Due to a collaborative effort by US officials and their colleagues in Cyprus, SSNDOB, which gathered and sold people’s names, Social Security numbers, and dates of birth, has been effectively taken offline. According to Bleeping Computer, the marketplace wasn’t your typical business — its illegal activity impacted about 24 million people in the United States alone.
Because of the scale of the operation, three federal departments worked together to shut down SSNDOB. The FBI, the IRS, and the Department of Justice were all involved in the investigation. The marketplace’s closure was also influenced by additional police help from Cyprus. According to the Department of Justice’s news release, the website’s operators amassed more than $19 million in “sales income.” “ssndob.ws,” “ssndob.vip,” “ssndob.club,” and “blackjob.biz” were among four domains confiscated that supplied hosting services for the whole SSNDOB marketplace.
Bleeping Computer explains how the SSNDOB marketplace’s operations have remained uncontrolled since 2015, citing how the websites successfully eluded DDoS assaults and law enforcement measures by providing many mirror sites. This is a typical practice on unauthorized websites like torrent sites and the like. Because there is always a new domain that may be visited, it is practically hard to target the fundamental activity underlying the websites using this strategy.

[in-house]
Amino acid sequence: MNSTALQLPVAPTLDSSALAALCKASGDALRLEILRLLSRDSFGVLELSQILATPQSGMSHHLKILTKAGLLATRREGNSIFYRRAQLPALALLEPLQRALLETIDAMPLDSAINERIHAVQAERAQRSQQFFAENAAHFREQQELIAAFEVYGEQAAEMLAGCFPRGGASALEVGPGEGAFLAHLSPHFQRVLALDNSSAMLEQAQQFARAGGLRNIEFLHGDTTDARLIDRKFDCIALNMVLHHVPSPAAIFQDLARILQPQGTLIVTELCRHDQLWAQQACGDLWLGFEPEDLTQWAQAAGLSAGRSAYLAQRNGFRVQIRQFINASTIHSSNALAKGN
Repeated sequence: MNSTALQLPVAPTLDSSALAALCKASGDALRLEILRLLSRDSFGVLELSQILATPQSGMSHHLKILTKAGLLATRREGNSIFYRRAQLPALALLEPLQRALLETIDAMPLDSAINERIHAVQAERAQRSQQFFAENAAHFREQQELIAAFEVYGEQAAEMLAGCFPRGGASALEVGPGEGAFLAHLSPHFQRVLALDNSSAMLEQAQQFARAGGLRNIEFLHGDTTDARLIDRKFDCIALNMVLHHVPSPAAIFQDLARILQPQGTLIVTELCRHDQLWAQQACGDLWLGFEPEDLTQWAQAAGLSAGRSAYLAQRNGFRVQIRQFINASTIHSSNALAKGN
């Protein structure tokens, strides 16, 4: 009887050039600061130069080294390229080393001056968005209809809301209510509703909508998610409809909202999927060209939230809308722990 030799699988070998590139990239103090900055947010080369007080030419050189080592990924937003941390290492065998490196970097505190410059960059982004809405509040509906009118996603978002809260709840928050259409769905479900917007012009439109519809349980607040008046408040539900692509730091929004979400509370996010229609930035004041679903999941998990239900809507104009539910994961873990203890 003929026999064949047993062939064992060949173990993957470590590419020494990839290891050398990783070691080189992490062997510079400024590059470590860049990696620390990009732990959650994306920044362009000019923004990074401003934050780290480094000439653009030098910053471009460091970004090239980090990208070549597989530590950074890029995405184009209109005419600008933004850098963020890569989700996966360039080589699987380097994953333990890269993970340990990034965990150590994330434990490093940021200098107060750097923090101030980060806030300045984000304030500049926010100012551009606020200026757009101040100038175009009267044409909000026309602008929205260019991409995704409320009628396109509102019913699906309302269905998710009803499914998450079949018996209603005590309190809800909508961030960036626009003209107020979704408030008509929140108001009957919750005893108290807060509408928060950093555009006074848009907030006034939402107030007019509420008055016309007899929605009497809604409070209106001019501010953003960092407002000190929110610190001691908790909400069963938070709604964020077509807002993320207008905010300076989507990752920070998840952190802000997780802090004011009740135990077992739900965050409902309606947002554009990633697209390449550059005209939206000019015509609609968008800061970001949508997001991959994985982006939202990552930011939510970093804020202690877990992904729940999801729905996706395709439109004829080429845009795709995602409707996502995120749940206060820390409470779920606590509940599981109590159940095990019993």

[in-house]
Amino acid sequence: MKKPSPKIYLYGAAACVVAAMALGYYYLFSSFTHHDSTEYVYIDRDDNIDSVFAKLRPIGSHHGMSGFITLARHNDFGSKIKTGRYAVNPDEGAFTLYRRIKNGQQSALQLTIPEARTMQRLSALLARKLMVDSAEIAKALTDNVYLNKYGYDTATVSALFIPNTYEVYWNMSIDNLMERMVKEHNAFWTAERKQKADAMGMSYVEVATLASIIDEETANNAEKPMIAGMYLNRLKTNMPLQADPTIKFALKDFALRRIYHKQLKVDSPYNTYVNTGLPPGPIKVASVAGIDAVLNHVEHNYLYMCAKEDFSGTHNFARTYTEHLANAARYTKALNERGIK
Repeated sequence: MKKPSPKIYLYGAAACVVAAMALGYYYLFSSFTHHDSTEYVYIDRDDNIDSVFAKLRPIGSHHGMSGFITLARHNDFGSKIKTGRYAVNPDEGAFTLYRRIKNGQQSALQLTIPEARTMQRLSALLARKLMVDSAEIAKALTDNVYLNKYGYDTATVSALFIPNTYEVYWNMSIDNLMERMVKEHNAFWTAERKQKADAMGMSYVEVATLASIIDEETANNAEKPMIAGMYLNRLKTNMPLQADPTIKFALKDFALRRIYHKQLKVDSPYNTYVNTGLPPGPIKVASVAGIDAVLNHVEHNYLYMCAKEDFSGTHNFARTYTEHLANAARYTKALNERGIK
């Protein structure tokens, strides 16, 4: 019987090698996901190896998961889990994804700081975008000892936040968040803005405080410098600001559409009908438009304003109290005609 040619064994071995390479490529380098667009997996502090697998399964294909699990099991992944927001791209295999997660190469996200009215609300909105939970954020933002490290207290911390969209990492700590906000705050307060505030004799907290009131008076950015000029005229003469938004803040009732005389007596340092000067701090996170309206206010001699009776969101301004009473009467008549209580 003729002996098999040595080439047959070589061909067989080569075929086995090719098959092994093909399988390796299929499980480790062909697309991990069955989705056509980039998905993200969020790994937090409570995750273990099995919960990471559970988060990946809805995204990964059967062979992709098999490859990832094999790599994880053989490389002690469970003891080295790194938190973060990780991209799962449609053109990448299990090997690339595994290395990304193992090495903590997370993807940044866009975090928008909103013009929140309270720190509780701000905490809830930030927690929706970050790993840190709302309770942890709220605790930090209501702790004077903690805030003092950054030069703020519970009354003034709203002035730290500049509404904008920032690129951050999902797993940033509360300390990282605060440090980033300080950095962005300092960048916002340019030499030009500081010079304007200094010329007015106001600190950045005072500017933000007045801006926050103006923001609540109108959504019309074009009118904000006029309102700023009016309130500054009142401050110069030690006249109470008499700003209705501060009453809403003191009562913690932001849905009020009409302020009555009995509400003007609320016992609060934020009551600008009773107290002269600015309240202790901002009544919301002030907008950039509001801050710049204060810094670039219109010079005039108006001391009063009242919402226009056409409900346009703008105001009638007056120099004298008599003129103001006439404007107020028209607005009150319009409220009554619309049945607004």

As a consequence, SSNDOB discovered that threat actors could acquire “social security numbers, dates of birth, and entire information about persons” mostly using Bitcoin, an unregulated currency that has grown popular among hackers. In certain situations, personal information about citizens of the United States was available for $0.50. The website also offered dates of birth for people who lived in the United Kingdom. According to Advanced Intel, a cybersecurity firm that spoke with Bleeping Computer about the situation, a major amount of the stolen data was obtained through hacking into healthcare and hospital systems and then used by cybercriminals to commit financial fraud.
In other news, blockchain analysis firm Chainalysis has explained how they uncovered $22 million in Bitcoin transactions coming straight to SSNDOB since April 2015. Certain Bitcoin payments were worth $100,000; as Bleeping Computer points out, this information demonstrates how thieves buy data in bulk.